Several previous "Hope Award” honorees were there, including Amanda Berry and Gina DeJesus, who were abducted and held prisoners for nearly 10 years, along with Michele Knight, in a home in Cleveland. And Carlina White, who was abducted as an infant from a New York Hospital was also there. As she reached adulthood, Carlina became suspicious and found her missing picture on NCMEC's website. The child looked just like her own daughter. 

Also receiving a "Hope Award" Saturday was Jan Broberg. It would have been much easier for Jan to move on with her life and not dwell on what happened to her as she was growing up in a small town in Idaho in the 1970s. But she's told her story again and again - all to help other families better protect their children. 

Cal Walsh presents Jan Broberg with her Hope Award

In the Netflix documentary, "Abducted in Plain Sight,” Jan recounts how her family's close friend and neighbor groomed not only her, but her entire family as well. That's how he was able to abduct her not once, but twice, the first time when she was just 12.

“The scream of an abused child is silence,” said Jan. “For 26 years, I’ve been sharing my story. I knew somehow this story could help…Conversations that may not have happened are happening.”

Rae-Leigh accepted the third and final "Hope Award” of the night. She's become a symbol of hope for all families of missing children – the first child rescued by an AMBER Alert. 

Rae Leigh Bradbury accepts her Hope Award

Rae-Leigh was just 8 weeks old in November 1998 when she was abducted by her babysitter in Arlington, Texas. After she'd been missing for a day, law enforcement decided to issue an AMBER Alert, a new warning system. It only took 90 minutes for someone to recognize the babysitter's turquoise truck. Rae-Leigh was recovered unharmed and went on to graduate high school. She's now a sophomore at the University of Texas at Austin.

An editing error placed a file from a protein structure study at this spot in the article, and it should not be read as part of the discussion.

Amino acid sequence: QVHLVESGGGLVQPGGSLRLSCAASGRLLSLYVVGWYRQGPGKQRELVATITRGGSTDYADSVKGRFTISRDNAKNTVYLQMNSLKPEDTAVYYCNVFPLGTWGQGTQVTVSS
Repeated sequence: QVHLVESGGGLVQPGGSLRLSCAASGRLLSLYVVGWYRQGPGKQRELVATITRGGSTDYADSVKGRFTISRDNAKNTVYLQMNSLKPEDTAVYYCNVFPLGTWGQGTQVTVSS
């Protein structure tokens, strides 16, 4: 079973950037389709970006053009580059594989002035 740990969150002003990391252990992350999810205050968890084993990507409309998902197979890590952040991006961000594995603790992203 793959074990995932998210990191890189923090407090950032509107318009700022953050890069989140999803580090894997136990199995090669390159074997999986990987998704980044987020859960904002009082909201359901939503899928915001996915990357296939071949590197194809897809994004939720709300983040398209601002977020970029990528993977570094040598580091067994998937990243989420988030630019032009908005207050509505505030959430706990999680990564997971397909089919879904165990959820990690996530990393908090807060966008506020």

Since that fateful day, more than 957 missing children in the United States have been safely recovered by an AMBER Alert. Now Rae-Leigh uses every opportunity to show people that she's living proof that AMBER Alerts work. 

John Walsh presented Rae-Leigh with the award. 

"We're really proud to say that Rae-Leigh is about to begin an internship with us at NCMEC's Texas Regional Office! Congratulations, Rae-Leigh!"

 

 

Is Your Explicit Image Out There? Get Help Now

By Patricia Davis

In every community in this country, survivors of child sexual abuse live with the same debilitating fear that photos and videos memorializing their abuse as a child and shared on the internet will forever remain online for anyone to see. Many say they worry constantly that someone who has seen their images will recognize them in public. 

Hear their terrified voices:

“I only run around in hoodies that are way too big for me and pull the hood way down low on my face when I’m feeling really bad and the worries are particularly great. I cannot stand it when someone looks at me.”

“I try to cover my face with my hair.”

“I’ve adapted my outward appearance. I’ve taught myself a different manner of speaking. I always keep an eye on my surroundings.”

“I worry about this every day. I’m afraid for my children’s safety, try to avoid going out...Really paranoid when I take my kids to places like the zoo.”

“I try to live as invisibly as possible…Try to impress upon myself that the chance of recognition is really very small, since I’m much older now. But the feeling persists.”

“I do not want to socialize; I am scared to step out of the door.”